Breastfeeding side effects: How our hormones play a role

Our body produces specific hormones postpartum to enable breastfeeding. Did you know these hormonal changes can have other impacts?

“No one ever told me that if I breastfeed, I might experience menopause-like symptoms!”

Did you know that breastfeeding temporarily changes your vagina? It can cause “lactational atrophic vaginitis.”

In this post we will be exploring the following questions:

  • What hormonal changes occur with breastfeeding?
  • Does breastfeeding lead to a  change in your vaginal tissue?
  • What foods can help my body produce more breast milk?
  • How can I minimize breastfeeding side effects through re-balancing my hormones?

Breastfeeding and hormonal changes

Our hormones change rapidly post-childbirth. But did you know that breastfeeding causes additional hormonal fluctuations, and can even catalyze additional hormonal imbalance symptoms?

Here’s how it works: During the postpartum period, estrogen levels decline after you deliver your placenta. Your placenta is the primary source and contributor to high estrogen levels during pregnancy. On top of that, breastfeeding mimics menopause due to the production of the milk-producing hormone, prolactin, temporarily blocking estrogen production, which keeps your estrogen levels low (1).

Decreased estrogen levels impact vaginal tissue, temporarily decreasing elasticity, blood flow, and thinning of the tissue. These vaginal changes cause symptoms like vaginal dryness, itching, burning, irritation, painful intercourse, urinary frequency, and urgency.

Tips to minimize vaginal irritation

There are ways to overcome bothersome symptoms like these. Here’s what you can do right now to avoid painful intercourse or vaginal irritation:

  • Tip #1: Use a lubricant during sexual intercourse. We recommend Pre-Seed as it’s non-toxic, safe with lots of research to back its claims.
  • Tip #2: Talk to your OB provider about starting a topical estrogen cream. It’s entirely safe to use while breastfeeding.
  • Tip #3: Stay hydrated! Drink 2 liters of water/day.
  • Tip #4: Use a vaginal moisturizer. There are a few that are safe to use and won’t disrupt your vaginal flora; we like Bee-Friendly Organic Vaginal Moisturizer and Lubricant.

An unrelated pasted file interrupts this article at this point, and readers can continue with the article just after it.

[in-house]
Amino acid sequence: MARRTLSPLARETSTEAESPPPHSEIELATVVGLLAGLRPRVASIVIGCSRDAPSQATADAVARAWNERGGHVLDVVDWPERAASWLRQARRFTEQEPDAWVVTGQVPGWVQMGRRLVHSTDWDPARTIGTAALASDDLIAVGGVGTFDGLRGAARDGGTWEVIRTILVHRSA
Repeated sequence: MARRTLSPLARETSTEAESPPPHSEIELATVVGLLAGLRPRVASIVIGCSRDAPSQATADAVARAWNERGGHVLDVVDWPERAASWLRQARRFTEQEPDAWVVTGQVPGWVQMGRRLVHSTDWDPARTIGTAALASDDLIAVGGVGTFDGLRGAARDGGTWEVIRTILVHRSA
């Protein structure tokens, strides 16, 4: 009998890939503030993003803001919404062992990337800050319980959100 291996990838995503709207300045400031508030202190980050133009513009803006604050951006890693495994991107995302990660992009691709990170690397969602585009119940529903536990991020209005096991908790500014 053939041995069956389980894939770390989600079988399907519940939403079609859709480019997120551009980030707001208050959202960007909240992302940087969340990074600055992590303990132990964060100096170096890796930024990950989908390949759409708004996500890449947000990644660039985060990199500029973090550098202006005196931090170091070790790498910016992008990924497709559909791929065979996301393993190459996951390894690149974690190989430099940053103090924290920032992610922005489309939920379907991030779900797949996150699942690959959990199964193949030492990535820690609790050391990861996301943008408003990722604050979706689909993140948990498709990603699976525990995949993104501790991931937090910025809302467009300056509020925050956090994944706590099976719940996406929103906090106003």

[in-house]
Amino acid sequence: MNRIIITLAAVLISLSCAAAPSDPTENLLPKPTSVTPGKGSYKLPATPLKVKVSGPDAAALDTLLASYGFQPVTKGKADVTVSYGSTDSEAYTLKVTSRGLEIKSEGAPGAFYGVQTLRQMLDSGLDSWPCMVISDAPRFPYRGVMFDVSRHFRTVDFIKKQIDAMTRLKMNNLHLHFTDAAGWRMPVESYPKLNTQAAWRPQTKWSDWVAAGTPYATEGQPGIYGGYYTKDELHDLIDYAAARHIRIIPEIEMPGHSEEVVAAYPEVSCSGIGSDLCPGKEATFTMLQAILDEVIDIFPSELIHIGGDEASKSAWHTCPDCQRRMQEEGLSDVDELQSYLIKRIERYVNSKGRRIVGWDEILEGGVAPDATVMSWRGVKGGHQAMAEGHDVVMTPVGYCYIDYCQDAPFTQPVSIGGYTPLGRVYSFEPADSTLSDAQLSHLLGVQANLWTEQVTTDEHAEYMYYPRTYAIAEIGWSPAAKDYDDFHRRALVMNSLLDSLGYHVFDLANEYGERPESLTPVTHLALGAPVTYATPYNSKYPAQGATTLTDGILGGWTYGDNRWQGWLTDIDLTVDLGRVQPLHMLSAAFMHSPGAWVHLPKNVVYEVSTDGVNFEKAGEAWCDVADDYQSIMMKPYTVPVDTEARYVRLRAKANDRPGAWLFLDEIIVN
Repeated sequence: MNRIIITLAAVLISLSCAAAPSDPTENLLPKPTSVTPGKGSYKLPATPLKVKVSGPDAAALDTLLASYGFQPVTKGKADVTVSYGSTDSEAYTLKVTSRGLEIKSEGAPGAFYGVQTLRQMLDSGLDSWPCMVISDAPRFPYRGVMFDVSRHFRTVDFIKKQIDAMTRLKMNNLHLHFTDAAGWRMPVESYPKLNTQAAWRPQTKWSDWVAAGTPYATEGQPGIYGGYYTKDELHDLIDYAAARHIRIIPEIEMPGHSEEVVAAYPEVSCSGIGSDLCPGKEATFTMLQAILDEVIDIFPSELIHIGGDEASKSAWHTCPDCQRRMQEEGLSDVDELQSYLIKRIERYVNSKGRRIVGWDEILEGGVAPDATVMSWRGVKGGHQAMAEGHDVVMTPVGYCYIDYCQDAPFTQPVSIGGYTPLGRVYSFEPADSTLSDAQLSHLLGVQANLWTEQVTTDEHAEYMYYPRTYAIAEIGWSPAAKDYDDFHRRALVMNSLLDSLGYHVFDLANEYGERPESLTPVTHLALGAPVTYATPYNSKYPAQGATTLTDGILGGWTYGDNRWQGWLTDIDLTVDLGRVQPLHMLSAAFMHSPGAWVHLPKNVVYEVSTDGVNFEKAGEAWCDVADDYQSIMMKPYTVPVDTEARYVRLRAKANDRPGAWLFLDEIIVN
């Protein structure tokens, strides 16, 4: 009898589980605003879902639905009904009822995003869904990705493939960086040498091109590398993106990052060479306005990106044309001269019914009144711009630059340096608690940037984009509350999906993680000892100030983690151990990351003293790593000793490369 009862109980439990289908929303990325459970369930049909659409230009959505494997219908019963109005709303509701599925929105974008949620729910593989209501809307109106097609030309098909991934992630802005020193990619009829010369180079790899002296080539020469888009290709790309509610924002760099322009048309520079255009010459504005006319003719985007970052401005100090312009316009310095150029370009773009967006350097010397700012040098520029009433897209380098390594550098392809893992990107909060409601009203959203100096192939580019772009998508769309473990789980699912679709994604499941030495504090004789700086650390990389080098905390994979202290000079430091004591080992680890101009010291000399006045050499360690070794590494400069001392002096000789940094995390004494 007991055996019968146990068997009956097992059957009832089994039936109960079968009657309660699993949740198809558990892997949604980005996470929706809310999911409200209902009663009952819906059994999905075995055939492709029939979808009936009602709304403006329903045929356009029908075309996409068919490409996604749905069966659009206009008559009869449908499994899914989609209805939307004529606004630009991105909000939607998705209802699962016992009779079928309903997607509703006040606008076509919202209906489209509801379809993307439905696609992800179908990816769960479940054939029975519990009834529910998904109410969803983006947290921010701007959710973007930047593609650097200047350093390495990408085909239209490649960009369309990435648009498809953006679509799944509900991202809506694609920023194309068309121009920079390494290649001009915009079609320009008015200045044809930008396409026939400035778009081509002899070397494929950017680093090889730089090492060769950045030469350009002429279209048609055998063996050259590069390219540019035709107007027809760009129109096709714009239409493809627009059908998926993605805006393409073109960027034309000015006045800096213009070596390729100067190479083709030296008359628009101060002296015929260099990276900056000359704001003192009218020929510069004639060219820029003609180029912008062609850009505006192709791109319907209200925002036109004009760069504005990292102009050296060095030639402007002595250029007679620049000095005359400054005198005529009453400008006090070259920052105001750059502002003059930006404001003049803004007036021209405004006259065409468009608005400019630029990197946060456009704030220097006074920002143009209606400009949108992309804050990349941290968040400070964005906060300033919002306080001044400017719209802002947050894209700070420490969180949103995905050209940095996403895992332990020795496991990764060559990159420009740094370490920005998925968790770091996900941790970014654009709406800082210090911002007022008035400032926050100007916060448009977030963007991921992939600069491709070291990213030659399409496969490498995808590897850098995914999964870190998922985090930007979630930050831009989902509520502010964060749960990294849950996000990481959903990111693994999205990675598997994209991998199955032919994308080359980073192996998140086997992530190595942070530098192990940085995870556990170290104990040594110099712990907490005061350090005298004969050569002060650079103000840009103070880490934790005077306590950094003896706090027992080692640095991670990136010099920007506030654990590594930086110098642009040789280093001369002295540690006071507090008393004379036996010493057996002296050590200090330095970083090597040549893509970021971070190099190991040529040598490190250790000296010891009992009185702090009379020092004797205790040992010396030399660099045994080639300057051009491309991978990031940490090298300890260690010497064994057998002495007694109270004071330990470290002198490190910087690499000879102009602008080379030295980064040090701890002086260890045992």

• Tip #5: Avoid douching or hygiene sprays. They only make you more dry and irritated.
  • Tip #6: Eat a diet high in phytoestrogens. Phytoestrogens are a natural compound found in plant-based foods and help balance estrogen and boost your milk supply!

Tip #6 brings us to our next topic: how can nutrition be leveraged to optimize breastmilk supply while also maintaining hormonal balance?

Foods to boost milk supply

Breastfeeding is energy-intensive for your body, and fueling yourself properly during this time is more important than ever both to maintain milk supply and encourage overall hormonal balance.

As discussed, prolactin is known as the “milk-producing hormone.” If you are having trouble with your milk supply, you’ll want to focus on foods high in this compound.

You’ll also want to add in phytoestrogens, as noted in tip #6 above, if you are finding that you are experiencing symptoms like vaginal dryness post-birth.

There are several main classes of phytoestrogens to be aware of. The first is lignans. These are components of plant cell walls and found in many fiber-rich foods such as berries, seeds (particularly flaxseeds), grains, nuts, and fruits. Two other major phytoestrogen classes are isoflavones and coumestans, the most widely researched groups. Isoflavones are present in berries, grains, and nuts, but are most abundant in soybeans and other legumes. Coumestans are found in legumes like split peas, lima beans, and pinto beans.

Here are a few breastfeeding diet meal suggestions: